“We don’t look for perfection,” she said. “Instead of (clients) feeling like they always have to perfect something, here’s an opportunity to get a sense of what’s going on and make sure you’re doing it in a way that you won’t hurt yourself — and then let it go.” As clients get more classes under their belts, she said, they are able to refine their technique, but the goal is to get them into the program quickly, without slowing things down to explain the poses in great depth, at least initially.

Riccardi likens it to some methods of teaching an instrument to students in which playing a tune is stressed over the approach of learning notes and practicing scales.

She said power yoga classes move through 35 to 40 poses in a 90-minute class, double the number of positions that a participant in a traditional yoga class might adopt.

Jennifer Cooper, co-director of The Yoga Center on Preble Street in Portland, said power yoga is a sign of yoga’s growing popularity by allowing different approaches to emerge.

“It’s popular now because a lot of people got exposed to yoga at a gym and think of yoga as a fitness program,” Cooper said. “It’s kind of the rage for younger clientele.” Cooper said adherents of power yoga see it as a way to burn off the stress of the day, while traditional yoga is a way to relieve the stress in a calmer way — “as a way to, yes, get exercise and strength, and also relax,” she said.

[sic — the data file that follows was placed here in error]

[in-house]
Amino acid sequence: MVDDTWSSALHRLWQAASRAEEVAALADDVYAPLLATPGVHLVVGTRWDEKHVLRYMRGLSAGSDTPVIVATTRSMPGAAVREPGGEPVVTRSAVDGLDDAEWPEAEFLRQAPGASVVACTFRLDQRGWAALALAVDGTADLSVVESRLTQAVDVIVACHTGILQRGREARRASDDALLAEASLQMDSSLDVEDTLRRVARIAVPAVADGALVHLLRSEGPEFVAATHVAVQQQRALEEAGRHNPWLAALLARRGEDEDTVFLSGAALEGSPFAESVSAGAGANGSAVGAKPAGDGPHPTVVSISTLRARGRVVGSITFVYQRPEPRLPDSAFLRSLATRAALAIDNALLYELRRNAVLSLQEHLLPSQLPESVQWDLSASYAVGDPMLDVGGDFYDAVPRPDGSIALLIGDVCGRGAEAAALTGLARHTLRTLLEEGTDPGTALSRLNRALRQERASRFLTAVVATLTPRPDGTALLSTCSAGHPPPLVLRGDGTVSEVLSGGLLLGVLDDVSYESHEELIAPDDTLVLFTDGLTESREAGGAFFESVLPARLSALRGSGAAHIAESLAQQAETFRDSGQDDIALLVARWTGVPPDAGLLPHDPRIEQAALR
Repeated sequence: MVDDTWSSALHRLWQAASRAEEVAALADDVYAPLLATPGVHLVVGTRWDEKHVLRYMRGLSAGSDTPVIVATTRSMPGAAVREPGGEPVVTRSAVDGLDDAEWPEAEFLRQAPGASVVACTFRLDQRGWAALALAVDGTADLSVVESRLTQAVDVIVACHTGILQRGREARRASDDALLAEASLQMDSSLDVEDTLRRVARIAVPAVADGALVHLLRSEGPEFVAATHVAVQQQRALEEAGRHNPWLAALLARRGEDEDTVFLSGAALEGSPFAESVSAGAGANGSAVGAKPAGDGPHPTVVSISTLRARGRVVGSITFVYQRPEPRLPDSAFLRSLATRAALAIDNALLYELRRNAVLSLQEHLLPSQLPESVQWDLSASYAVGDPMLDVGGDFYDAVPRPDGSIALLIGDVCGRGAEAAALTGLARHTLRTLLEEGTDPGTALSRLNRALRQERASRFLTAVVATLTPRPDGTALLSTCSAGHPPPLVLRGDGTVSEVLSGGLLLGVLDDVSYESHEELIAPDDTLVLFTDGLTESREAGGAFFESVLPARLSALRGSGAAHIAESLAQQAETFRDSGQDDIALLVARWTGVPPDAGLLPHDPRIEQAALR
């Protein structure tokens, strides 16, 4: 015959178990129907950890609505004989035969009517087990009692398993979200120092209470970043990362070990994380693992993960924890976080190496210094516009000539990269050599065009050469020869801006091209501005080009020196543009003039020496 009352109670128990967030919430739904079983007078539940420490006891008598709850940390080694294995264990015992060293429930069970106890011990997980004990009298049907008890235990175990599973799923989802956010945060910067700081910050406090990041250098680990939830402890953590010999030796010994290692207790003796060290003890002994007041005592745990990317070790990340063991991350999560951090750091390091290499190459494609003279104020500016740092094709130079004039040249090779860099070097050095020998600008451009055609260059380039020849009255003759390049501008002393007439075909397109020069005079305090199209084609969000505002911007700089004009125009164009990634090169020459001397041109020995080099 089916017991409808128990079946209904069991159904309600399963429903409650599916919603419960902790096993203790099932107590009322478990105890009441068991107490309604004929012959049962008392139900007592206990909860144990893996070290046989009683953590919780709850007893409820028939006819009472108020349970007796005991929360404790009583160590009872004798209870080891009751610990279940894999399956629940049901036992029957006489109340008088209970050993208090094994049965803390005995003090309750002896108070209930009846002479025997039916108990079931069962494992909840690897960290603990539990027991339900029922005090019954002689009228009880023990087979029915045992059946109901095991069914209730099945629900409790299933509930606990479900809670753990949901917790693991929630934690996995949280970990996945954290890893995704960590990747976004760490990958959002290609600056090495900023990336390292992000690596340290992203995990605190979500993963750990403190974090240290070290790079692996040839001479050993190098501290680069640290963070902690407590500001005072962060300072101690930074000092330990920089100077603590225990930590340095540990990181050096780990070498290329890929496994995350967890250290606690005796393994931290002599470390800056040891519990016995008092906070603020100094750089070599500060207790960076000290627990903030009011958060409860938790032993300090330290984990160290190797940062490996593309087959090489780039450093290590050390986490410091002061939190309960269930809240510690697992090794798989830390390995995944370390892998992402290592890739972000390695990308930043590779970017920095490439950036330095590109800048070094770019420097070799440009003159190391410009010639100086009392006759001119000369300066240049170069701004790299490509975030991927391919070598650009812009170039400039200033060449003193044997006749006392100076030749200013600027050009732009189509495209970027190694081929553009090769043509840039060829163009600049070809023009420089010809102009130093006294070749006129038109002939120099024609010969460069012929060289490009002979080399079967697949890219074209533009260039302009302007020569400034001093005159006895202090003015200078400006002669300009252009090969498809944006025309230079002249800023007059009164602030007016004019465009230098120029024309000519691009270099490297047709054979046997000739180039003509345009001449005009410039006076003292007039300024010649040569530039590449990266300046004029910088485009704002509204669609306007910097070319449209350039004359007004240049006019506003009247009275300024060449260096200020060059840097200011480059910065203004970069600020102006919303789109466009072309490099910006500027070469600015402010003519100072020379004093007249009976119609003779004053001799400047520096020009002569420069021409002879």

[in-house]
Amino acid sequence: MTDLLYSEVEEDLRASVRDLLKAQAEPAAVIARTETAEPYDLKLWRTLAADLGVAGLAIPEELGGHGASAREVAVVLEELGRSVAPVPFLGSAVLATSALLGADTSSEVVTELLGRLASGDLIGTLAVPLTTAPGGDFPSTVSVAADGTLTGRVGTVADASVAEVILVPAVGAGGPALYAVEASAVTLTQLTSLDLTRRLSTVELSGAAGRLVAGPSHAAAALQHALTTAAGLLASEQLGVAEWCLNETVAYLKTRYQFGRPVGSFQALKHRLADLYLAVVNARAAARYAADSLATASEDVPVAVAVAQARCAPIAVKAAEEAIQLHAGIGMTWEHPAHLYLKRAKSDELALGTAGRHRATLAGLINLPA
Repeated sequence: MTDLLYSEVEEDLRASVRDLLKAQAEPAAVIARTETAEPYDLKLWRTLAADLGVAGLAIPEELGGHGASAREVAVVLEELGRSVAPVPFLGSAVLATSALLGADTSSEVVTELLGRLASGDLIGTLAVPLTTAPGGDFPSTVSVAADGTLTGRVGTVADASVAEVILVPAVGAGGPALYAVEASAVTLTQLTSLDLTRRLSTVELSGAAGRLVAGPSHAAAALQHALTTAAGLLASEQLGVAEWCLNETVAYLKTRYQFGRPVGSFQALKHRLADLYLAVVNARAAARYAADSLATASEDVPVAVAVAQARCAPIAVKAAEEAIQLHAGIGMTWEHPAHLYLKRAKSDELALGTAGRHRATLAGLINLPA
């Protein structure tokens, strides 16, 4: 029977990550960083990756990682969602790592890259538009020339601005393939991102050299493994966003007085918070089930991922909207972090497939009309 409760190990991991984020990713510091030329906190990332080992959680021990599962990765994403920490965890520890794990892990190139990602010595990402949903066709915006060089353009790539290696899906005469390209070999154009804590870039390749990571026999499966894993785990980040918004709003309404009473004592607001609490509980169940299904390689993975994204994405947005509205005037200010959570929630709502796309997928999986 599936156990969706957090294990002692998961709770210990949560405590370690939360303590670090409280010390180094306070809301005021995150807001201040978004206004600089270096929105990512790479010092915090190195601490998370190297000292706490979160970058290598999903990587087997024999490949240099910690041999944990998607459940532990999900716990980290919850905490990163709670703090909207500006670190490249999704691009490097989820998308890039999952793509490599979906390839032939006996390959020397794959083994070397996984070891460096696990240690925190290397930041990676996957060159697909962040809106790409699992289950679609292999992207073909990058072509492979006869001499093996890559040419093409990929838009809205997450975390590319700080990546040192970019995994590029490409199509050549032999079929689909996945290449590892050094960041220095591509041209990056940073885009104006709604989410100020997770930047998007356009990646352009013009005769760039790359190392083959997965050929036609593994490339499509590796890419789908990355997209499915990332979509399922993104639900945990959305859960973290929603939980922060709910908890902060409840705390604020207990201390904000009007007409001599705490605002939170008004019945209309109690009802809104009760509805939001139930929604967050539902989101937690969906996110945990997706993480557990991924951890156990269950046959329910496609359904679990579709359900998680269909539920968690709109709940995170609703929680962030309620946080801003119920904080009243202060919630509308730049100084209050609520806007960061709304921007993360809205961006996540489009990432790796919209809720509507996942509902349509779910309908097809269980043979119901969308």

The goal of yoga through either approach, she said, is to meditate. If that’s achieved through the upbeat approach of power yoga or the calmer techniques of traditional yoga, the goal is the same while the methods vary.

“All yoga is good,” Cooper said. “There are lots of different tastes, but it’s all for the same purpose.” As far as the business purposes are concerned, Riccardi and Terhune said Portland Power Yoga is exceeding their business plan’s projections and is moving toward a break-even point.

They were surprised to find that August — a month when Mainers might be looking for a cool spot, rather than a very warm workout — was their busiest month so far. That may show the value of taking a different approach, even for something as old as yoga, which is believed to have been around for at least 5,000 years.

As Terhune puts it, Portland Power Yoga is “the yoga studio for people who don’t do yoga.” Distributed by McClatchy-Tribune Business News.